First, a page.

The un/helpful ARP response

"Right Machine, Wrong Network Mr. Bond"

As this would equally well be titled. This is a a post about the wonderful discovery I made today regarding Linux, ARP, and trying to be helpful - but in reality confusing the hell out of me.

Situation is that I have many machines sharing three networks over three vlan's. Here is a sketch to articulate the issue.


Machine A pings machine B over the 10 range or the 172 range.

Can I ping them - sure, yes.

Can I connect to services - curiously - no. What the hell?

Logically (for me) this would tend to suggest as long as the subnetting was correct) that this means that the ping for each range went out through the correct interface, and came back via the same network. However this makes no sense!

So - a little thought on this and we find that I have wired them around the wrong way after checking MAC addresses on ports and the VLAN allocated to them.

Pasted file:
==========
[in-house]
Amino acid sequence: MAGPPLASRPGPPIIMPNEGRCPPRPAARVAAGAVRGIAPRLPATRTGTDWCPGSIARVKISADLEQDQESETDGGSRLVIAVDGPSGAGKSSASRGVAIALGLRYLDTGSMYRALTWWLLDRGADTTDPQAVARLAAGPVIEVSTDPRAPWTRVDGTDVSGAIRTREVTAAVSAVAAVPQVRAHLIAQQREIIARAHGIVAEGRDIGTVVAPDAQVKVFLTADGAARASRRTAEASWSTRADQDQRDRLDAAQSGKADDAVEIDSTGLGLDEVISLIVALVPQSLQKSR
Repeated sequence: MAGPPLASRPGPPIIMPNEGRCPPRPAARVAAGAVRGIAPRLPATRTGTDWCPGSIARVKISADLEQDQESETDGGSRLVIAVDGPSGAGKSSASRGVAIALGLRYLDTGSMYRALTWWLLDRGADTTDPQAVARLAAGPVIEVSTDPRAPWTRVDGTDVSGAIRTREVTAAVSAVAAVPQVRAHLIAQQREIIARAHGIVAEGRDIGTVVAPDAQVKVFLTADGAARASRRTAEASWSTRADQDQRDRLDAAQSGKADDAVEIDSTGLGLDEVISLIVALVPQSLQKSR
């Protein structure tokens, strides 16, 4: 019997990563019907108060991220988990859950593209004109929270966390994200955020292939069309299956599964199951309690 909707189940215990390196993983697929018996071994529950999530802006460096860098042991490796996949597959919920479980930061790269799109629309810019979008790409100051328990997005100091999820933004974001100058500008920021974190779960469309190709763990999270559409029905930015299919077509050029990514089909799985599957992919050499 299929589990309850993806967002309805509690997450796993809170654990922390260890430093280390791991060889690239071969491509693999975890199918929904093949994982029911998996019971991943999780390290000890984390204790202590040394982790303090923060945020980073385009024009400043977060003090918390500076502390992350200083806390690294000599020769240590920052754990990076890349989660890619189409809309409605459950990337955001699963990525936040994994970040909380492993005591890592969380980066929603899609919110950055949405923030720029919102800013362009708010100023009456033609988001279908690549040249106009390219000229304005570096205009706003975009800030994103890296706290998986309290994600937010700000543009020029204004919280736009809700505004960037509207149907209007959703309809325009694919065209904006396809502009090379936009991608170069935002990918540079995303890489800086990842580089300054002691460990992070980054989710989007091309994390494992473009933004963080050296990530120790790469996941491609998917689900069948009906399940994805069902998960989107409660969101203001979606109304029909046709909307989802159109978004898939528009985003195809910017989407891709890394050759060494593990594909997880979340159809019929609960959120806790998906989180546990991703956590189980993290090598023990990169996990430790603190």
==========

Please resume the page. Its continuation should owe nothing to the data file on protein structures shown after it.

Which asks the question how on earth is it returning a ping?!

Well - it turns out that Linux is trying to be useful. It sees the packet, realises it has the interface, so replies via any route it can.

Slightly more technical (a lot more) can be found here....

... so cursing aside... less of the trusting of ICMP. Sure you can turn it off, but that is not really the point. It is something that will mess you up if you are not aware of it.

Moral of the story - show mac-addresses on the ports is the way forward. Check this. Double check this. Ignore what ICMP appears to be telling you.

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